Paul Miller

Paul Miller  |  Oct 05, 2009  |  0 comments
Convergence between national markets is fueling the development of new, one-size-fits-all AV products at an unprecedented pace, often reducing shelf life to a few short months. New BD players are a case in point. Such is the pace of technology, and the scramble to patch both HDMI and Profile standards, that no sooner had we completed our review of Panasonic’s DMP-BD30 Blu-ray player than its replacement, the DMP-BD50, was announced. So one review was shelved and another immediately instigated.
Paul Miller  |  Jun 06, 2009  |  0 comments
If ever a brand typified the most conservative values of reliable, performance-driven British hi-fi, then Audiolab alongside its IAG stablemate, Quad, would be firmly in the running. Which is why the launch of its first AV product demands some serious attention. After all, this processor/amplifier combination even bears the moniker of the company’s formidable 8000-series separates, with the historical resonance that this invites. Audiolab itself is reticent in the 8000AP’s description, referring to its new HDMI-enabled product as a ‘reference quality 7-channel audio processor and preamplifier’.
Paul Miller  |  Jun 05, 2009  |  0 comments
You may be forgiven for having not yet heard of Firestone Audio though its quirkily designed little boxes appear to be gaining something of a cult following. Made in Taiwan, there’s a plethora of components in Firestone’s range, encompassing phono preamplifiers, various solid-state and valve headphone amplifers including a battery powered model, digital-to-analogue converters and even a dinky little 8W stereo power amp dubbed Big Joe. One of its headphone amps is called Cute Beyond. Did I mention that these miniature boxes looked cute? Funny, that; Firestone calls them the Cute Series.
Paul Miller  |  Apr 05, 2009  |  0 comments
So you want to enjoy the best that Blu-ray has to offer but you’re loathe to part with that ‘legacy’ AV receiver, a fine-sounding and perfectly serviceable multichannel amplifier but one that pre-dates HDMI connectivity? Thanks to Pioneer’s flagship BDP-LX91, your options just got broader. You see this is one of the very first BD players with sufficient on-board processing power to decode both Dolby TrueHD and DTS-HD Master Audio. It’s also one of the first to offer a full 7. 1 channel analogue output – perfect for direct and unencumbered connection to the multichannel analogue inputs of that treasured AV amplifier.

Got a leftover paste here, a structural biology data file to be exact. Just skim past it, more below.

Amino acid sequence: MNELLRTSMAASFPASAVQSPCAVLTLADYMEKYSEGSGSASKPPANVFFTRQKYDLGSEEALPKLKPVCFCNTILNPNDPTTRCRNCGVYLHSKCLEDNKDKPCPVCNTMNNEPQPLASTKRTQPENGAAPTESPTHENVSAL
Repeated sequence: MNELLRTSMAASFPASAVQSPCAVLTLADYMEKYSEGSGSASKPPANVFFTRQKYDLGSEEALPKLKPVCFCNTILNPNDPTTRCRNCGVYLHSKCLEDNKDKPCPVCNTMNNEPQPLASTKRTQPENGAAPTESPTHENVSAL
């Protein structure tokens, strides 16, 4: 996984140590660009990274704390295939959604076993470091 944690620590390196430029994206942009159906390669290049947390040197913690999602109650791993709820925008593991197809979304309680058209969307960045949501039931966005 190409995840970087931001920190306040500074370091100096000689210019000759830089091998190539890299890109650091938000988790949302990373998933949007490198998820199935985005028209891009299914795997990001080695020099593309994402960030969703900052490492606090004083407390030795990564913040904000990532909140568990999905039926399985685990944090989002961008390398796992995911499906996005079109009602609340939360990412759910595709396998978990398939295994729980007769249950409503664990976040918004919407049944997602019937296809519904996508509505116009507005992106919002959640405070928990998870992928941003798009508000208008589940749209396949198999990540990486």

Paul Miller  |  Mar 05, 2009  |  0 comments
If CES 2008 sounded a warning shot across, if not into the bows of the HD DVD fleet then there was always the consolation that its players were, on the whole, far cheaper than their Blu-ray competition while boasting full compatibility with both the software-driven and web-enabled functionality of its discs. Not all Blu-ray players can currently promise that. Sony’s BDP-S300 is one of those players that neither fully conforms to the BD1. 1 video profile (which means that picture-in-picture, ‘Blu-Scape’ games and other bonus features may not function wholly as intended) nor deliver Dolby TrueHD or DTS-HD Master Audio bitstreams over its HDMI 1.
Paul Miller  |  Mar 04, 2009  |  0 comments
Naming a cartridge after a firebird that rises from its own ashes may be a portentous omen, given Transfiguration’s previous success in crafting high-class pickups. So maybe the incendiary title is supposed to serve more as a pointer to a fiery performance? After the revamp of the brand’s lineup, this model doesn’t have a natural predecessor, by price at least, since it’s pitched below the former top Temper model, and above the similarly obsolete Spirit. But at £1350 it sits neatly between the award-winning Orpheus (£2750) [March ’07] and the new entry-level Axia at £890, and closely resembles the Spirit in body shape. Like former Transfigurations, it uses an unusual ‘yokeless’ generator inside with ring magnets surrounding the sets of coils.
Paul Miller  |  Jan 05, 2009  |  0 comments
Just one of some 20 Pro-Ject ‘Box’ series components, this little number is essentially an outboard – and self-powered – USB soundcard. Priced at just £75 and built into Pro-Ject’s now-familiar wrap-around casework, the hardware also comes with some software on a mini CD. Dubbed ‘Direct Streaming Technology’ this is an installer for Foobar2000, a media player that, on PCs at least, avoids the default Windows Kernel mixer. The idea is to stream ripped CD media over USB at its native 44.

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